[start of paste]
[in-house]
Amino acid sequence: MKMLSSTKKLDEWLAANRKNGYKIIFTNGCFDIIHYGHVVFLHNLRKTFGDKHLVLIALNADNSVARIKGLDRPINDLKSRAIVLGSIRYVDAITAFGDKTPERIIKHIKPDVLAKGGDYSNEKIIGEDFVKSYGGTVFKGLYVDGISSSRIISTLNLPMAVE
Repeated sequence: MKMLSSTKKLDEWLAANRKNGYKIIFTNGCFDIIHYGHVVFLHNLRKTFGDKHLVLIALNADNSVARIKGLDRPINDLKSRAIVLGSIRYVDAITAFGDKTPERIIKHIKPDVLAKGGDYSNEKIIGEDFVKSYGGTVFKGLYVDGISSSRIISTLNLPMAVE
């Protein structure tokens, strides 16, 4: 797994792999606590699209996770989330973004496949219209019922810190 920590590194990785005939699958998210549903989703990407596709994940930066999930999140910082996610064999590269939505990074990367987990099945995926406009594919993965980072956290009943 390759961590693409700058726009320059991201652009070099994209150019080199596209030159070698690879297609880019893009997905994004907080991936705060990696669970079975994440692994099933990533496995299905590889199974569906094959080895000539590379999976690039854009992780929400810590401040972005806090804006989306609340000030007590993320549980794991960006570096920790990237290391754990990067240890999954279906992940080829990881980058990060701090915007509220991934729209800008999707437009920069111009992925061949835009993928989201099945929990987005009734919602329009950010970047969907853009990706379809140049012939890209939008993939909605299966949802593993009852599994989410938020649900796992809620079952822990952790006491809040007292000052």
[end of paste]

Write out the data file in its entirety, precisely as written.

[in-house]
Amino acid sequence: MKMLSSTKKLDEWLAANRKNGYKIIFTNGCFDIIHYGHVVFLHNLRKTFGDKHLVLIALNADNSVARIKGLDRPINDLKSRAIVLGSIRYVDAITAFGDKTPERIIKHIKPDVLAKGGDYSNEKIIGEDFVKSYGGTVFKGLYVDGISSSRIISTLNLPMAVE
Repeated sequence: MKMLSSTKKLDEWLAANRKNGYKIIFTNGCFDIIHYGHVVFLHNLRKTFGDKHLVLIALNADNSVARIKGLDRPINDLKSRAIVLGSIRYVDAITAFGDKTPERIIKHIKPDVLAKGGDYSNEKIIGEDFVKSYGGTVFKGLYVDGISSSRIISTLNLPMAVE
């Protein structure tokens, strides 16, 4: 797994792999606590699209996770989330973004496949219209019922810190 920590590194990785005939699958998210549903989703990407596709994940930066999930999140910082996610064999590269939505990074990367987990099945995926406009594919993965980072956290009943 390759961590693409700058726009320059991201652009070099994209150019080199596209030159070698690879297609880019893009997905994004907080991936705060990696669970079975994440692994099933990533496995299905590889199974569906094959080895000539590379999976690039854009992780929400810590401040972005806090804006989306609340000030007590993320549980794991960006570096920790990237290391754990990067240890999954279906992940080829990881980058990060701090915007509220991934729209800008999707437009920069111009992925061949835009993928989201099945929990987005009734919602329009950010970047969907853009990706379809140049012939890209939008993939909605299966949802593993009852599994989410938020649900796992809620079952822990952790006491809040007292000052």